Chief Academic Officer, Lastinger Center for Learning, @College of Education, University of Florida
Teacher knowledge of English phonology and orthography is essential for providing instruction that works for students with dyslexia. In this webinar, participants will learn some of the most important features of English phonology and orthography when teaching students with dyslexia and best practices for instruction of these features.
Webinar #7 (October 9, 2021):
Morphology Matters: Using Bases and Affixes to Develop Vocabulary in Students of All Ages
Presented by William Van Cleave (Founder of W.V.C.ED)
This webinar is a re-broadcast of a workshop that the late William Van Cleave presented at the 2020 PaTTAN Literacy Symposium.
An understanding of morphology, or the meaning parts that comprise words, is valuable for the development of vocabulary as well as spelling and word attack skills. In this interactive, hands-on workshop, Van Cleave engages participants in an introduction to morphological awareness. He first frames the discussion with an understanding of essential terminology and then guides participants through experimentation with words, examining their meaning parts and considering how this affects literacy skills. Participants consider components of an effective morphology-based lesson plan and leave with strategies they can use the very next day with their students.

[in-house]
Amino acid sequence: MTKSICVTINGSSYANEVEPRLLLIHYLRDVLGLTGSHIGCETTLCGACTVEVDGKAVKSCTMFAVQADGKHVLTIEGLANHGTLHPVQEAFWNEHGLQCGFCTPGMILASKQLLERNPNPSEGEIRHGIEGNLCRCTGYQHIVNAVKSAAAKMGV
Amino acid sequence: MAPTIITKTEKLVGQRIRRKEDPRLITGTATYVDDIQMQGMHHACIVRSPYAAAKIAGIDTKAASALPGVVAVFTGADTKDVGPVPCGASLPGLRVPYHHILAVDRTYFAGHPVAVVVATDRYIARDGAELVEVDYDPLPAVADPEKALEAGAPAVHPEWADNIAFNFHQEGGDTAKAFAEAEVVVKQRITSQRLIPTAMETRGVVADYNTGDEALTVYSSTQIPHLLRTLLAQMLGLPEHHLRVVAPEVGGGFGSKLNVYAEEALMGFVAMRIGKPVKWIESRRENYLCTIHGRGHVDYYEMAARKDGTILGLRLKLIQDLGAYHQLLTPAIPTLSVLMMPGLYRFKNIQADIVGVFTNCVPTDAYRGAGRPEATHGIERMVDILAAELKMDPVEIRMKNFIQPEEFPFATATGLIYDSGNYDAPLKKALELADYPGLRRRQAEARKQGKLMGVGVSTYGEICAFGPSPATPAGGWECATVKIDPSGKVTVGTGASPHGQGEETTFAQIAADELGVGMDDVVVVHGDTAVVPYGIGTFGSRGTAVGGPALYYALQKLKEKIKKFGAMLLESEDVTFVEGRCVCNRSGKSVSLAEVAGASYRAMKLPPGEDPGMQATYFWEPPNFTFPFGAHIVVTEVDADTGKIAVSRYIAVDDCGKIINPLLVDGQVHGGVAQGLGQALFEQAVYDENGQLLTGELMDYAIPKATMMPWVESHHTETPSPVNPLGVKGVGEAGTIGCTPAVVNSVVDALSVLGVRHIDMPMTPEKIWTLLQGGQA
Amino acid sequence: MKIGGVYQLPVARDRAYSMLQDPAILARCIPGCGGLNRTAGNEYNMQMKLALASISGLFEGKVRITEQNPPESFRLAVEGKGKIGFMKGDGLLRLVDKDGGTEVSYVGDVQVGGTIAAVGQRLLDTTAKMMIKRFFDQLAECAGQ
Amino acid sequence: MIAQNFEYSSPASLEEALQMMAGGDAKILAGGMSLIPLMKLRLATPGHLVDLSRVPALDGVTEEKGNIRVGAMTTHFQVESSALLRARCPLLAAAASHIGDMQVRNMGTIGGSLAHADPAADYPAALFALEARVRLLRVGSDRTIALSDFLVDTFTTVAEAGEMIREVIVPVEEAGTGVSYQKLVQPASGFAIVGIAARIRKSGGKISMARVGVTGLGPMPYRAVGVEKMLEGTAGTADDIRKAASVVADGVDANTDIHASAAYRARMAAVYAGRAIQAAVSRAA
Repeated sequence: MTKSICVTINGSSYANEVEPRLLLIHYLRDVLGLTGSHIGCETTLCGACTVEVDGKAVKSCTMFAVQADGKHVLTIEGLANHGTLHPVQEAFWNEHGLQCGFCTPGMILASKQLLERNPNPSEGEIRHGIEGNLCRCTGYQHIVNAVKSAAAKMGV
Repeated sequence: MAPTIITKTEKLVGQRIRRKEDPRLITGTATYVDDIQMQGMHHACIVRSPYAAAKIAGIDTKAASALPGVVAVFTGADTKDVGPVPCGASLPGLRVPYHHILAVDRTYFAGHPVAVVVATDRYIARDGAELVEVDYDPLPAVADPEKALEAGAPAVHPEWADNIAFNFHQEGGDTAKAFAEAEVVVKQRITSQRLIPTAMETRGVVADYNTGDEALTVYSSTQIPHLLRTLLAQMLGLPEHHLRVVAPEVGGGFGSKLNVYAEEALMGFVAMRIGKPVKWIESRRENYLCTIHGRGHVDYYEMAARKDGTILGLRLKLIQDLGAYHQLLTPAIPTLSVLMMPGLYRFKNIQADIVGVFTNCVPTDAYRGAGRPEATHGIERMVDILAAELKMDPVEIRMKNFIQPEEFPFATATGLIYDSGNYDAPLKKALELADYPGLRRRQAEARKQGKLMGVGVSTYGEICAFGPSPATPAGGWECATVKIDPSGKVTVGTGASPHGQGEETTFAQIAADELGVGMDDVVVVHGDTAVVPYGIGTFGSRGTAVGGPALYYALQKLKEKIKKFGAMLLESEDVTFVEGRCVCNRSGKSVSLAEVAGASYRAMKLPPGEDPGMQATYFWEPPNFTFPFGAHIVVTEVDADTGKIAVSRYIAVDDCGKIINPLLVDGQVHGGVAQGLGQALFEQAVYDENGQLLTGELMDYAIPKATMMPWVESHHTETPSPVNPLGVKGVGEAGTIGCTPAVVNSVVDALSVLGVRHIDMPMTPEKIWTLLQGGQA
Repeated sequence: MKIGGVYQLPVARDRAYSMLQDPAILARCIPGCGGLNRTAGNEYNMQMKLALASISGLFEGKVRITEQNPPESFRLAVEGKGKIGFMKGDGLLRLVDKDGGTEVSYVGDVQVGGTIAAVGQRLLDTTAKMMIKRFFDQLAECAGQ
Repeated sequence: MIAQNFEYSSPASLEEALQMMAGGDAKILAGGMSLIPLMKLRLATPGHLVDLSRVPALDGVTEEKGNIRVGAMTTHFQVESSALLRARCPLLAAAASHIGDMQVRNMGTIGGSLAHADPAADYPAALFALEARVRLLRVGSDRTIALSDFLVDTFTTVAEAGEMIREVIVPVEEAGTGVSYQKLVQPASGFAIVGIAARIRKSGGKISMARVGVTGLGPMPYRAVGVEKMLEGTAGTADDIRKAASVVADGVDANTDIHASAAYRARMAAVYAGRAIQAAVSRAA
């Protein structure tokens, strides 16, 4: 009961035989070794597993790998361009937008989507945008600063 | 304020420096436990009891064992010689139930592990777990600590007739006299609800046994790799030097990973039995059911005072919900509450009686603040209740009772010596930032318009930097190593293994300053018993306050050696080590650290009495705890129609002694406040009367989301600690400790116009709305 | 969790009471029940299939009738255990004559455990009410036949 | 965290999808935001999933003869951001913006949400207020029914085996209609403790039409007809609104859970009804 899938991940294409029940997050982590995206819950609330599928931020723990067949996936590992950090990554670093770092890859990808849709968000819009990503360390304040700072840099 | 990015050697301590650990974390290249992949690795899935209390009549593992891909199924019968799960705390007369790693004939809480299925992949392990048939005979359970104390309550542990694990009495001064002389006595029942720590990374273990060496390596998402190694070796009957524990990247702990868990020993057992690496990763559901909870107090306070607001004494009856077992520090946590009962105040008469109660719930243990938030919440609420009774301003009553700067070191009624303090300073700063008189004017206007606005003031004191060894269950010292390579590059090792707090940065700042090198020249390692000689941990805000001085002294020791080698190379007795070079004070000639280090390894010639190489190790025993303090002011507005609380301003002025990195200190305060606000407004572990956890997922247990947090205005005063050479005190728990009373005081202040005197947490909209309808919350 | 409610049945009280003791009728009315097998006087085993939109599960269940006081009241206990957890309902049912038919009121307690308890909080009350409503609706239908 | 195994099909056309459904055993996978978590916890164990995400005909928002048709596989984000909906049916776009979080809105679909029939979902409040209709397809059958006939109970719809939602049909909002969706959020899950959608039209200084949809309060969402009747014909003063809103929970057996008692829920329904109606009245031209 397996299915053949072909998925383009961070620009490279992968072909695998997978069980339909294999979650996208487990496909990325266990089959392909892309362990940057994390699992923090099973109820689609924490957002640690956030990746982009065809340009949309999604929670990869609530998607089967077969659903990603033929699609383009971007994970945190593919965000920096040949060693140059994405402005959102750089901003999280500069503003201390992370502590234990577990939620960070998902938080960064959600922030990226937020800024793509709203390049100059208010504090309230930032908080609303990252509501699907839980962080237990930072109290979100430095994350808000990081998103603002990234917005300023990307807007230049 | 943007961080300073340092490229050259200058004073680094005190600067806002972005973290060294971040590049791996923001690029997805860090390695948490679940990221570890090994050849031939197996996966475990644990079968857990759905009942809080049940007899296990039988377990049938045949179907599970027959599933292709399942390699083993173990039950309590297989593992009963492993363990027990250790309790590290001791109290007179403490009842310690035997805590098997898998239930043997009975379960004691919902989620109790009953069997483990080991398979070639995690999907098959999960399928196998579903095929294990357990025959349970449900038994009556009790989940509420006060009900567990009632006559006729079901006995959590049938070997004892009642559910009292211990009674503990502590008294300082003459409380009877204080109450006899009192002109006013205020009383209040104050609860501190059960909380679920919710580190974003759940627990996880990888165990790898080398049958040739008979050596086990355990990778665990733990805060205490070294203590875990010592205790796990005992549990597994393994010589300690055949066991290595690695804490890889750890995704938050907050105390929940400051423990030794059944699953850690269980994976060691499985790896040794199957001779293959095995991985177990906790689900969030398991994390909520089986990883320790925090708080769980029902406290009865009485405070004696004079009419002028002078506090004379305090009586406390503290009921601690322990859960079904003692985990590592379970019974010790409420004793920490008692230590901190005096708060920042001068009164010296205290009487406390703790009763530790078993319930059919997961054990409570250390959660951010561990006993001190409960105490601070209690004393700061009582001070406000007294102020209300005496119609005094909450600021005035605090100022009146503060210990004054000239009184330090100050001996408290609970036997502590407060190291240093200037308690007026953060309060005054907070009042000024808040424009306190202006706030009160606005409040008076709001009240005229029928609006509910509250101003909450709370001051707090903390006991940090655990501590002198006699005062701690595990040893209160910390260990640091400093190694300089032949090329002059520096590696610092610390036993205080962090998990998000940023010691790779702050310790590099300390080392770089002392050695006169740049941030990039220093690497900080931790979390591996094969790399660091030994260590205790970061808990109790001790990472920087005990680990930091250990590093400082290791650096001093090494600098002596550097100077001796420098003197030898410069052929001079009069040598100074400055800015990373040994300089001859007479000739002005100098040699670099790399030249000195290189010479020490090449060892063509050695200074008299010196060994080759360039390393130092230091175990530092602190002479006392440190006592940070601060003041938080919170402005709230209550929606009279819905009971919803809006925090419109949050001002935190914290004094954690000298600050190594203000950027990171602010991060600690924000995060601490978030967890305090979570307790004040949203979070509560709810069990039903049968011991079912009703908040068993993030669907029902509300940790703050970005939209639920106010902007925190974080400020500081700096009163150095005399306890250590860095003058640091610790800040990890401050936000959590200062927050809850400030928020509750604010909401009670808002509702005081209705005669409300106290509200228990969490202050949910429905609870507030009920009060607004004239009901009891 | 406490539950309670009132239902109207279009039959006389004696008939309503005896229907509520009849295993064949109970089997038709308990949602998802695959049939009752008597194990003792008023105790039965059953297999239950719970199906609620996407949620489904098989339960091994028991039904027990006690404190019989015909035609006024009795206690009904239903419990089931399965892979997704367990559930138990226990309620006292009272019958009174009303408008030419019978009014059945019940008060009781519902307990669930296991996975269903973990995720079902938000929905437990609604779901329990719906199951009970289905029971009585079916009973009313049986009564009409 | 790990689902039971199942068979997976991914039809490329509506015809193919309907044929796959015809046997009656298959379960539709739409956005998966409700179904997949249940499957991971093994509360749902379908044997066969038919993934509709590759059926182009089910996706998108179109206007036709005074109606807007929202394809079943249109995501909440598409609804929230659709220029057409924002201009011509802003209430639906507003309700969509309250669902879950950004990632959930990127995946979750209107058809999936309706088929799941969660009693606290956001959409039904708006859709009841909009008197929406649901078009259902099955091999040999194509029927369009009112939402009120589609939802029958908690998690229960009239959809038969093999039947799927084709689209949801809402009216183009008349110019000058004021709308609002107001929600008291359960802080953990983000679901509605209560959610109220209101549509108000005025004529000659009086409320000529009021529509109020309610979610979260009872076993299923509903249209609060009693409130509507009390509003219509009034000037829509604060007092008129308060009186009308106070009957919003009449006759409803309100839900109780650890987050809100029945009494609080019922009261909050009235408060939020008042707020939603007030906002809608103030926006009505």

Webinar #8 (November 13, 2021):
What a Difference a Morpheme Can Make: Words with Spelling Connections Have Meaning Connections
Presented by Nancy Cushen White, Ed.D., BCET, CALT-QI, CDT-IDA, LDT
This presentation begins with many definitions and explanations of critical words. It is appropriate for all levels of parents and teachers/Ed therapists.
Words with spelling connections have meaning connections. Although the pronunciation of morphemes may vary from word to word, the spelling of these morphemes does not change: define→definition, wild→wilderness, sign→signature. We never know the pronunciation of a morpheme until it lands in a word (Real Spelling), but the spelling of morphemes is significantly more predictable.
Good readers notice meaningful parts of words (morphemes), both spoken and written. This morphological awareness helps them to make connections between words related in meaning—and spelling. Pattern recognition reduces the load on memory and supports retrieval of linguistic information—for speaking, reading, and writing [Berninger, Carlisle, Moats, Nagy]. Related words are activated in memory when they have meaningful connections and when they share structural elements at the morpheme level, especially when spelling reveals those connections [Nagy] relate→relative→relation→relationship→interrelate. 80% of derived words mean what their parts suggest, as long as multiple meanings of elements are taken into account [Nagy].
- HANDOUT- What a Difference a Morpheme Can Make
- ASSIMILATED PREFIXES
- PREFIXES Tables
- SUFFIXES Tables
- BASES Tables
- REFERENCES- What a Difference a Morpheme Can Make